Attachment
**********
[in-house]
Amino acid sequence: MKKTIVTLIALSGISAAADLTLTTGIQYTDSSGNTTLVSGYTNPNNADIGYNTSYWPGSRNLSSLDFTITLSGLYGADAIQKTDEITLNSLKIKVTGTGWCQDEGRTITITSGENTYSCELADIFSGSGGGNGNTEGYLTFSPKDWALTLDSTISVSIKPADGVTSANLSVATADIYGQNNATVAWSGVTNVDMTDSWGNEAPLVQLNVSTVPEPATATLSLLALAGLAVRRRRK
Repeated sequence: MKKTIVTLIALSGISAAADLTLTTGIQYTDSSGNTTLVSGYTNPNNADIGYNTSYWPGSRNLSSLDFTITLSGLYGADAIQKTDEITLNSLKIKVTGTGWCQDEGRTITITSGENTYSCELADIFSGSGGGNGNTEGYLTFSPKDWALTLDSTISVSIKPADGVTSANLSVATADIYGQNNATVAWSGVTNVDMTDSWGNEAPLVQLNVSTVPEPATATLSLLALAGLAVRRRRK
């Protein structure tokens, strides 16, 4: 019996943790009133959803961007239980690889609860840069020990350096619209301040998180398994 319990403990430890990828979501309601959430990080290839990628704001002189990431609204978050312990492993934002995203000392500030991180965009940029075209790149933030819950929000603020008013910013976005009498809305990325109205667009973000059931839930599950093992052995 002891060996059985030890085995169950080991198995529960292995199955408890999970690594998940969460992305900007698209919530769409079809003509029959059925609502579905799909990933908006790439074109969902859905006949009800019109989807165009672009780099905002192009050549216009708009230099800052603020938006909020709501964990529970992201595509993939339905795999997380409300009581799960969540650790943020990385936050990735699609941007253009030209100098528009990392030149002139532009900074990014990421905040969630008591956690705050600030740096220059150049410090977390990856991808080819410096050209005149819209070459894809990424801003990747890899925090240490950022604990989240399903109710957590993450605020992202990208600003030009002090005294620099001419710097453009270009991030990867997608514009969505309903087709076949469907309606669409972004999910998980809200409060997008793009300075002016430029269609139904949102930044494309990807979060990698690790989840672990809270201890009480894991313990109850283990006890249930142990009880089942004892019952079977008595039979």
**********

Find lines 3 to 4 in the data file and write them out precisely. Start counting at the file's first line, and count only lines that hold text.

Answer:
Repeated sequence: MKKTIVTLIALSGISAAADLTLTTGIQYTDSSGNTTLVSGYTNPNNADIGYNTSYWPGSRNLSSLDFTITLSGLYGADAIQKTDEITLNSLKIKVTGTGWCQDEGRTITITSGENTYSCELADIFSGSGGGNGNTEGYLTFSPKDWALTLDSTISVSIKPADGVTSANLSVATADIYGQNNATVAWSGVTNVDMTDSWGNEAPLVQLNVSTVPEPATATLSLLALAGLAVRRRRK
């Protein structure tokens, strides 16, 4: 019996943790009133959803961007239980690889609860840069020990350096619209301040998180398994 319990403990430890990828979501309601959430990080290839990628704001002189990431609204978050312990492993934002995203000392500030991180965009940029075209790149933030819950929000603020008013910013976005009498809305990325109205667009973000059931839930599950093992052995 002891060996059985030890085995169950080991198995529960292995199955408890999970690594998940969460992305900007698209919530769409079809003509029959059925609502579905799909990933908006790439074109969902859905006949009800019109989807165009672009780099905002192009050549216009708009230099800052603020938006909020709501964990529970992201595509993939339905795999997380409300009581799960969540650790943020990385936050990735699609941007253009030209100098528009990392030149002139532009900074990014990421905040969630008591956690705050600030740096220059150049410090977390990856991808080819410096050209005149819209070459894809990424801003990747890899925090240490950022604990989240399903109710957590993450605020992202990208600003030009002090005294620099001419710097453009270009991030990867997608514009969505309903087709076949469907309606669409972004999910998980809200409060997008793009300075002016430029269609139904949102930044494309990807979060990698690790989840672990809270201890009480894991313990109850283990006890249930142990009880089942004892019952079977008595039979």